According to the Massachusetts Survey of Occupational Injuries and Illnesses Report, in 2015 there were over 79,800 work-related injuries reported in state. But what are they, and who is liable? When there are several employers or contractors involved, it’s not always clear.

Most common workplace safety violations

Earlier this month, the Occupational Safety and Health Administration (OSHA) announced the Top 10 nationally cited workplace safety violations in 2017:

Safety Violation No. of Violations
1. Fall Protection – General Requirements (1926.501) 6,072
2. Hazard Communication (1910.1200) 4,176
3. Scaffolding (1926.451) 3,288
4. Respiratory Protection (1910.134) 3,097
5. Lockout/Tagout (1910.147) 2,877
6. Ladders (1926.1053) 2,241
7. Powered Industrial Trucks (1910.178) 2,162
8. Machine Guarding (1910.212) 1,933
9. Fall Protection – Training Requirements (1926.503) 1,523
10. Electrical – Wiring Methods (1910.305) 1,405

Despite OSHA’s efforts to create and maintain a safe workplace, employers have the responsibility to ensure safety and to prevent serious injuries, including death. But, safety standards are often ignored and corners are cut to save time and money.

Preventable deaths in South Boston

Just last year, Kelvin Mattocks and Robert Higgins, two employees of Atlantic Drain Services Inc., in South Boston tragically died on October 21, 2016 because of unsafe working conditions.

Mattocks and Higgins were working inside a trench about twelve feet deep, when it collapsed, breaking the adjacent fire hydrant supply line, and rapidly filling the trench with water, causing them to drown.

OSHA found that the deaths of these two men were preventable if Atlantic Drain had followed basic safety protocols at their jobsite. In their investigation, OSHA found eighteen safety violations which resulted in the death of the two workers.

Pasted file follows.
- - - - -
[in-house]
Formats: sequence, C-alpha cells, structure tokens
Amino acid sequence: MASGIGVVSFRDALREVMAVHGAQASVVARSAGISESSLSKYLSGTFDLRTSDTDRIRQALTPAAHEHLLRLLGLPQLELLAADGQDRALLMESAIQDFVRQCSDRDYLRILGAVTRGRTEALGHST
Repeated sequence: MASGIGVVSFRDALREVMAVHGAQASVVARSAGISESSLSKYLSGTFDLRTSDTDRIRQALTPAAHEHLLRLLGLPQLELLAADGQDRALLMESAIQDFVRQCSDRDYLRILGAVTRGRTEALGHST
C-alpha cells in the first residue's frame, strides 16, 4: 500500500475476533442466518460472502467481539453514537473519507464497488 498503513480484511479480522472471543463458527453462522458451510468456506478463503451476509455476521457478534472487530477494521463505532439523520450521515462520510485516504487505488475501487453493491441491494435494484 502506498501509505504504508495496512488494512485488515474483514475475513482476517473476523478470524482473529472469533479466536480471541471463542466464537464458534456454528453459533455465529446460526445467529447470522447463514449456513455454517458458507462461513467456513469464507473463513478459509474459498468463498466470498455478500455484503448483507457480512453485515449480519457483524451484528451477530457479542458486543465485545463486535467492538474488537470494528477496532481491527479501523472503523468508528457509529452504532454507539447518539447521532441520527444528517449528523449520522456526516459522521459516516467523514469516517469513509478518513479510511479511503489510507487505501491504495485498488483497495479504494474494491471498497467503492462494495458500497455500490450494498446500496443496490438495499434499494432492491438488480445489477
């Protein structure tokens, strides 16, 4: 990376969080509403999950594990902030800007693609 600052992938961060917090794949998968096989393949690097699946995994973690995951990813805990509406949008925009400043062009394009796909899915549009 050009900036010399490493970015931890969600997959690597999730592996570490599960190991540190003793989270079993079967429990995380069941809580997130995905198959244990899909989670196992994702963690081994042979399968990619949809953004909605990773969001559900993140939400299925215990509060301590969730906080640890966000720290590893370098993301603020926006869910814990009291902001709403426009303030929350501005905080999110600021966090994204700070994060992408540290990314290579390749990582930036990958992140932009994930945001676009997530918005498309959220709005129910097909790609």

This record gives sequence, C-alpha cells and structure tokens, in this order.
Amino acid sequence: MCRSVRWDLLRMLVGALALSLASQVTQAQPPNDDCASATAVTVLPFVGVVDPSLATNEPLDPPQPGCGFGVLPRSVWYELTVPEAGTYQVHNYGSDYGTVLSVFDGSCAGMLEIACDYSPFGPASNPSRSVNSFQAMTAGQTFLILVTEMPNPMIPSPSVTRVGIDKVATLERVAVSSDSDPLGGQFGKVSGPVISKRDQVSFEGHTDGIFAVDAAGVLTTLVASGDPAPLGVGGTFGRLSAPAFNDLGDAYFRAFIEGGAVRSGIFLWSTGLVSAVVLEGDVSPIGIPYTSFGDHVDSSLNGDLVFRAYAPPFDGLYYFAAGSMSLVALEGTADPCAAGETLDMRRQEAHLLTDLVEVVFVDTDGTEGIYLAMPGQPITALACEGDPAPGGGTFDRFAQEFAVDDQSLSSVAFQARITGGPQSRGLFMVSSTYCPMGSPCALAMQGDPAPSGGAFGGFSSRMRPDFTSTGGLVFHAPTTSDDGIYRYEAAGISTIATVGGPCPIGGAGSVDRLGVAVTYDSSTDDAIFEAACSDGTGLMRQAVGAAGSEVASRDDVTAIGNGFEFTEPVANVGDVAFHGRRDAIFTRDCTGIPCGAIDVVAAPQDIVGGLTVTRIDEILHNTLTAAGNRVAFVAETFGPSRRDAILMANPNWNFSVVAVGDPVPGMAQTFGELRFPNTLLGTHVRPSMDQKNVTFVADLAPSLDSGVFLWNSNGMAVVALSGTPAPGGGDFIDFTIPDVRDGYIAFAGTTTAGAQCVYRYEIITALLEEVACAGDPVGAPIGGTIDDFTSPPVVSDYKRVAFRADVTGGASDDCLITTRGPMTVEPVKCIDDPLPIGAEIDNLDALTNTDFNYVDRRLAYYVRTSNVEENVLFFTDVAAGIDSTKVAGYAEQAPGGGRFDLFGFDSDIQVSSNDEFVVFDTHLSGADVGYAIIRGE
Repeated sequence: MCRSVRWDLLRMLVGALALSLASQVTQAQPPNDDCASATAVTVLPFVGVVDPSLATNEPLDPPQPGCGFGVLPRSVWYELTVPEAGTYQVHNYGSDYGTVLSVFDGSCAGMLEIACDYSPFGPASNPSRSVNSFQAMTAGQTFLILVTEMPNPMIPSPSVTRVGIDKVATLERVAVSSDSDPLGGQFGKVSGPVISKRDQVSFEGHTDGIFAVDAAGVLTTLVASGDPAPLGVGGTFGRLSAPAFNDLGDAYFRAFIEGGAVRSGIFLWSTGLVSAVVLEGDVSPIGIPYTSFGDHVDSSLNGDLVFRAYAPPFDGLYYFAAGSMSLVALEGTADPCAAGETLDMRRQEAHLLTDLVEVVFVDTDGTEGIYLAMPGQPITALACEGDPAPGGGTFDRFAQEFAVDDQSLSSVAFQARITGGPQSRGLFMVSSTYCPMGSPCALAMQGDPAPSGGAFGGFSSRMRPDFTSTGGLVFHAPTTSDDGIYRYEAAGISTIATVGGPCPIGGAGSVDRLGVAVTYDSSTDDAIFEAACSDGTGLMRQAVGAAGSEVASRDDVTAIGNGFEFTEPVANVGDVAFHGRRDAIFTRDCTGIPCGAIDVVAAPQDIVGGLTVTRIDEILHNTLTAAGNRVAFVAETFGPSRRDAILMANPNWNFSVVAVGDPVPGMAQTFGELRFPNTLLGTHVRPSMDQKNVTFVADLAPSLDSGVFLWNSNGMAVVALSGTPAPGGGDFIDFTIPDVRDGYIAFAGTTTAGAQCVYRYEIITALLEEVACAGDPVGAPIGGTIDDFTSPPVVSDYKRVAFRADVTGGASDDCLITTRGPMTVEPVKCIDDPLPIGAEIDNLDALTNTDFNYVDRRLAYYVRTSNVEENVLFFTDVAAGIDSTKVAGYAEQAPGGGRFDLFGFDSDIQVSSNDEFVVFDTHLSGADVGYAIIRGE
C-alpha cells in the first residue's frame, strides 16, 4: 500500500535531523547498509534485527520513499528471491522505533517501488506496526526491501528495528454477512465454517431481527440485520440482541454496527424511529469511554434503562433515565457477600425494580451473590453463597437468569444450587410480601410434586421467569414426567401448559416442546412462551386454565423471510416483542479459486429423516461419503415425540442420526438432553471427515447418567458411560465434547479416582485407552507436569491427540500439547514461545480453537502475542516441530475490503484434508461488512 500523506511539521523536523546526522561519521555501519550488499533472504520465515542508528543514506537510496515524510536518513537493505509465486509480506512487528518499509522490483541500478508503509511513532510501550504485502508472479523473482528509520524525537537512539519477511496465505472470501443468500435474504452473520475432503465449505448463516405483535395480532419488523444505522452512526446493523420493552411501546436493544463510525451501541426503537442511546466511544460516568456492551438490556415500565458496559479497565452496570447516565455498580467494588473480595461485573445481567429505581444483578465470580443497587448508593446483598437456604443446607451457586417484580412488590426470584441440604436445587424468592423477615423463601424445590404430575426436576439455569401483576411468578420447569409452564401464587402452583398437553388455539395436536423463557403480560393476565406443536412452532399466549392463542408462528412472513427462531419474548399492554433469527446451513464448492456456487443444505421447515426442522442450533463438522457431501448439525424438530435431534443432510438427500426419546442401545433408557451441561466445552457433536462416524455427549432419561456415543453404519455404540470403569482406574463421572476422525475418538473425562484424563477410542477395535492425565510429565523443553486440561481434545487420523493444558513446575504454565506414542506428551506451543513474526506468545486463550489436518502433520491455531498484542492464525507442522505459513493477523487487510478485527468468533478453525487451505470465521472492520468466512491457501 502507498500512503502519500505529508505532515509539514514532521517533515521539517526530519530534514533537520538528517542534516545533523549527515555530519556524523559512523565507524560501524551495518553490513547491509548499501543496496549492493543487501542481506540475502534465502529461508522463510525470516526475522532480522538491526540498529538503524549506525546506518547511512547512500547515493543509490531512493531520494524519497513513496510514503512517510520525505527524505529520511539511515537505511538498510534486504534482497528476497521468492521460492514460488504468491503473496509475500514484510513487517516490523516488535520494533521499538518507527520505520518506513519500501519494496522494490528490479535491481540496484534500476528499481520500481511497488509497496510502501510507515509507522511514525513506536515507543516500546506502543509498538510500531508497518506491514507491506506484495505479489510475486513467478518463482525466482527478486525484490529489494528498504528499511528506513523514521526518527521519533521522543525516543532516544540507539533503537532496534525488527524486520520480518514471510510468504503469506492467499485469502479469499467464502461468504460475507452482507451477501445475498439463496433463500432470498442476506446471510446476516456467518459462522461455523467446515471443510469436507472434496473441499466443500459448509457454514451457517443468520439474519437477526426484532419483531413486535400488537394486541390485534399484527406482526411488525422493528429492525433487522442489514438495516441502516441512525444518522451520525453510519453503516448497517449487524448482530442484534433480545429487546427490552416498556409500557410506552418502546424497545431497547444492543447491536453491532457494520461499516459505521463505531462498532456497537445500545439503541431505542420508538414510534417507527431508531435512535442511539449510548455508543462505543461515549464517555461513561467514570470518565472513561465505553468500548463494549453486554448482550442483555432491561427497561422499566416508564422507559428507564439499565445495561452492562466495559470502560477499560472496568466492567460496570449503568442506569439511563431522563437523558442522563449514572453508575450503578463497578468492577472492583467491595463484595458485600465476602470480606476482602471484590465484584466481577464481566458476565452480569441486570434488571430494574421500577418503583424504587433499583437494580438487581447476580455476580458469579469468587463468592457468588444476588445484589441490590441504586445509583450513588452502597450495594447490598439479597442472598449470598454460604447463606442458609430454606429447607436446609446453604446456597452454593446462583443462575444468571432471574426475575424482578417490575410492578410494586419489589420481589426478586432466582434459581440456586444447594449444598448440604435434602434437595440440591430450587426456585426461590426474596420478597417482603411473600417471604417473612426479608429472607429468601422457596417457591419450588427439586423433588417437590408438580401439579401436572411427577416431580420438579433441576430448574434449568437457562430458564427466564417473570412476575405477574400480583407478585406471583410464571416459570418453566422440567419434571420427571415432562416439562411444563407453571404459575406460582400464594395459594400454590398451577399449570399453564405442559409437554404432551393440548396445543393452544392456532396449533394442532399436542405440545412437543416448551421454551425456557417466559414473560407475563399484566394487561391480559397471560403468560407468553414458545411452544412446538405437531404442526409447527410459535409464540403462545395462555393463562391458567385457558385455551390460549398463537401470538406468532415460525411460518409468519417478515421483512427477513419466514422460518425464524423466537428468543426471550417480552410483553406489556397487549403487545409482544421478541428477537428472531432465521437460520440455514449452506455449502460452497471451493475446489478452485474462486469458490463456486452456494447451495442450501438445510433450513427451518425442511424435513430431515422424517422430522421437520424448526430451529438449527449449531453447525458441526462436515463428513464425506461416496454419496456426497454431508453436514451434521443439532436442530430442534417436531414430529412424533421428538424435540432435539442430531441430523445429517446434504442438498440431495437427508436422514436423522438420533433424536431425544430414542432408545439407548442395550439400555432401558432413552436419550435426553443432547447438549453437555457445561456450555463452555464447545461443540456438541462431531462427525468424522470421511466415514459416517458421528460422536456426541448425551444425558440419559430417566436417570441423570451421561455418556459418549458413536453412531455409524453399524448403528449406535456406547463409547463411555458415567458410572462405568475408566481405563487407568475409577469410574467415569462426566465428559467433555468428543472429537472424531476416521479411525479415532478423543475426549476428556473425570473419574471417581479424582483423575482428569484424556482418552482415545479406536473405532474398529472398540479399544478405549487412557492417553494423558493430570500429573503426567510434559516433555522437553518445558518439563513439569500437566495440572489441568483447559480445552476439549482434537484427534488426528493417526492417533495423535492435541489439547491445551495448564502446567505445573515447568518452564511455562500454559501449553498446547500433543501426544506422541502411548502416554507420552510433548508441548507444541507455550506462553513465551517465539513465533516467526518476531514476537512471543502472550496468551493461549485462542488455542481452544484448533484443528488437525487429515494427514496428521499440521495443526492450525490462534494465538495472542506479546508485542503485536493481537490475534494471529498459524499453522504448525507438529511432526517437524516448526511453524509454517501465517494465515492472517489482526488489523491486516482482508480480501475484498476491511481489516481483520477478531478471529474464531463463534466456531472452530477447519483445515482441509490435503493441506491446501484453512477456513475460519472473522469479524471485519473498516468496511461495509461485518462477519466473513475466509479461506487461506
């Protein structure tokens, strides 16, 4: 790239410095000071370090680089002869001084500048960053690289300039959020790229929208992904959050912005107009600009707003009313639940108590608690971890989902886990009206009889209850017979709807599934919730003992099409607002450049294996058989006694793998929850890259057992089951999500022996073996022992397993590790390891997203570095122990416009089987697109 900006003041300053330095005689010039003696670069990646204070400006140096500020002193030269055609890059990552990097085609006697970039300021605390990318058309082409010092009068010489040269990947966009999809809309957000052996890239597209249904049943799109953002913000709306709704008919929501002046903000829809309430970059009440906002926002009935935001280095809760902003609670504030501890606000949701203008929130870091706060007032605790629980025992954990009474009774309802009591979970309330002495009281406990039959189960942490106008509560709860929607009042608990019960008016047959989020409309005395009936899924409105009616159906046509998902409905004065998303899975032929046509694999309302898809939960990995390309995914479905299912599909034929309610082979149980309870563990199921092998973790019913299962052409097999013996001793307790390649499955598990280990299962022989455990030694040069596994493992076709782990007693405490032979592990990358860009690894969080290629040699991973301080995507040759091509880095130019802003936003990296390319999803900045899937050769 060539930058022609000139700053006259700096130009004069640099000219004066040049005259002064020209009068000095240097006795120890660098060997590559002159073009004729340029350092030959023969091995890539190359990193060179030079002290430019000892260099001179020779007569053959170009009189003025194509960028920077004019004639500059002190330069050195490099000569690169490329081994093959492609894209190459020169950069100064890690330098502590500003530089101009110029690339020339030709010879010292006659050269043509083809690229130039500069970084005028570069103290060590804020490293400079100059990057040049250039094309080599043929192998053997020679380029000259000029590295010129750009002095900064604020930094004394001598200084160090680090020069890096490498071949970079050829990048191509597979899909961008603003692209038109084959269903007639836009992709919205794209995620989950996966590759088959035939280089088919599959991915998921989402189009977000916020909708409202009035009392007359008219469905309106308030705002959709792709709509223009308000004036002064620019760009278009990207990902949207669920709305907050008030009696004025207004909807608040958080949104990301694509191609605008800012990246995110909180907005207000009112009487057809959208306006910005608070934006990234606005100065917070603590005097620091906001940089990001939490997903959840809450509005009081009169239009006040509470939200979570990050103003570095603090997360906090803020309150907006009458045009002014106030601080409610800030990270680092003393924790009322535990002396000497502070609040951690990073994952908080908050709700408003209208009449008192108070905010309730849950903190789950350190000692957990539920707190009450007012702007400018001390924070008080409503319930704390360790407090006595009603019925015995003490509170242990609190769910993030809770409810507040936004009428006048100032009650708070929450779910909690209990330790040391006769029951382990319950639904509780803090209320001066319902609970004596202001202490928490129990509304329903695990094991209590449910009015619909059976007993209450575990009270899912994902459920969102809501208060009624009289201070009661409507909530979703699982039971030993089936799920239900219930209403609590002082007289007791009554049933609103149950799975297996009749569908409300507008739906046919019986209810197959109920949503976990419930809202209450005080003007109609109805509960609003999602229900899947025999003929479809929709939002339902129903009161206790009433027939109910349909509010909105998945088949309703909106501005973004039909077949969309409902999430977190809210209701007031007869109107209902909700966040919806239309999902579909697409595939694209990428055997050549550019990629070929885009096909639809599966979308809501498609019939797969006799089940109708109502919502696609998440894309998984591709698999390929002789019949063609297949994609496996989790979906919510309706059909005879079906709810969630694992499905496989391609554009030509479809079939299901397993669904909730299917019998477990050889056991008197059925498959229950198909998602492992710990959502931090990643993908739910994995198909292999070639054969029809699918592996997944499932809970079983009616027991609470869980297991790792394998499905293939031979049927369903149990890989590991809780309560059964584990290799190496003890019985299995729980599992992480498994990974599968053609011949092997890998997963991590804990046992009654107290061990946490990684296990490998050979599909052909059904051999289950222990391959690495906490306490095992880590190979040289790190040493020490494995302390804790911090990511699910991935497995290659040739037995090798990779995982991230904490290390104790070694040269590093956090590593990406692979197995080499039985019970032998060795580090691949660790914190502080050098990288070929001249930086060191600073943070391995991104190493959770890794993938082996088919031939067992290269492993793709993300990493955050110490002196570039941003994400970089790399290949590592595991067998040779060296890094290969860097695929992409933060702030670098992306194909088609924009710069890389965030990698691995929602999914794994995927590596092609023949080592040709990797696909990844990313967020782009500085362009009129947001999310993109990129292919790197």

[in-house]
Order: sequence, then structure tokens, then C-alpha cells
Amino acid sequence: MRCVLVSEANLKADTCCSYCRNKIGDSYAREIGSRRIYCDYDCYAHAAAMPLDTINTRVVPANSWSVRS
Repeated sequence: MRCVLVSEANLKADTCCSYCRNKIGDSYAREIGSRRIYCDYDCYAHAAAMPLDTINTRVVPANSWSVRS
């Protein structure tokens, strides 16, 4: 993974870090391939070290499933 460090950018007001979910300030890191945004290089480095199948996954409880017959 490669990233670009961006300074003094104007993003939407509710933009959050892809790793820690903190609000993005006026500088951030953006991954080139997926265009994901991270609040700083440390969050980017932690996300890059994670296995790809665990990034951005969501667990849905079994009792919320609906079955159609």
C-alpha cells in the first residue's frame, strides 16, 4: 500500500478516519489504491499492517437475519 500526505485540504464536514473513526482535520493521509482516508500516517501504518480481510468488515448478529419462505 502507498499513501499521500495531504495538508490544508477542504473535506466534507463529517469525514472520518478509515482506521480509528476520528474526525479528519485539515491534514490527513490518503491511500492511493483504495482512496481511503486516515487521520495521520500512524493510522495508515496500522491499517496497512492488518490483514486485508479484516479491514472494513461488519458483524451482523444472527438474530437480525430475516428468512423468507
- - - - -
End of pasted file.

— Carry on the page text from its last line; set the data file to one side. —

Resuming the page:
Who is liable under Massachusetts law?

Construction sites frequently have many different trades and laborers on site. It is common for general contractors to delegate parts of the project to subcontractors. This includes safety obligations. As a result, people working on jobsites are exposed to the risk of injury caused not caused by their own employer. In legal language, these are known as “third-parties”.

In Massachusetts, employers have near-complete immunity from any lawsuit for work-related accidents. However, third parties that cause or contribute to workplace injuries and deaths are not protected in the same way.

If an employee was hurt at work because of the actions (or inactions) of a contractor, subcontractor, supervisory entity, or faulty work equipment, they probably would be able to bring a claim for damages or wrongful death.

Also, OSHA holds employers responsible in ways that don’t always follow direct subcontractor relationships. OSHA’s multi-employer worksite policy categorizes the duty of safety across four groups – controlling, creating, exposing, and correcting. Who is responsible for an accident or injury may not be obvious. And, of course, nobody wants to admit liability. This kind of case often requires the help of a lawyer.

Does workers’ compensation apply?

Even if there is no third-party liability claim, employees injured at the worksite are generally eligible for workers’ compensation benefits.

For more information on these topics, please see: Workers’ Compensation Law and Third Party Liability and Construction Site Injuries: A General Contractor’s Responsibility to the Public.

Get expert advice

If you have been hurt or injured on the job, you should talk to a lawyer. SUGARMAN attorneys will give you straight answers about whether you may have a viable legal claim. For more information or assistance regarding work-related injuries and third-party liability claims, call SUGARMAN at 617-542-1000 or email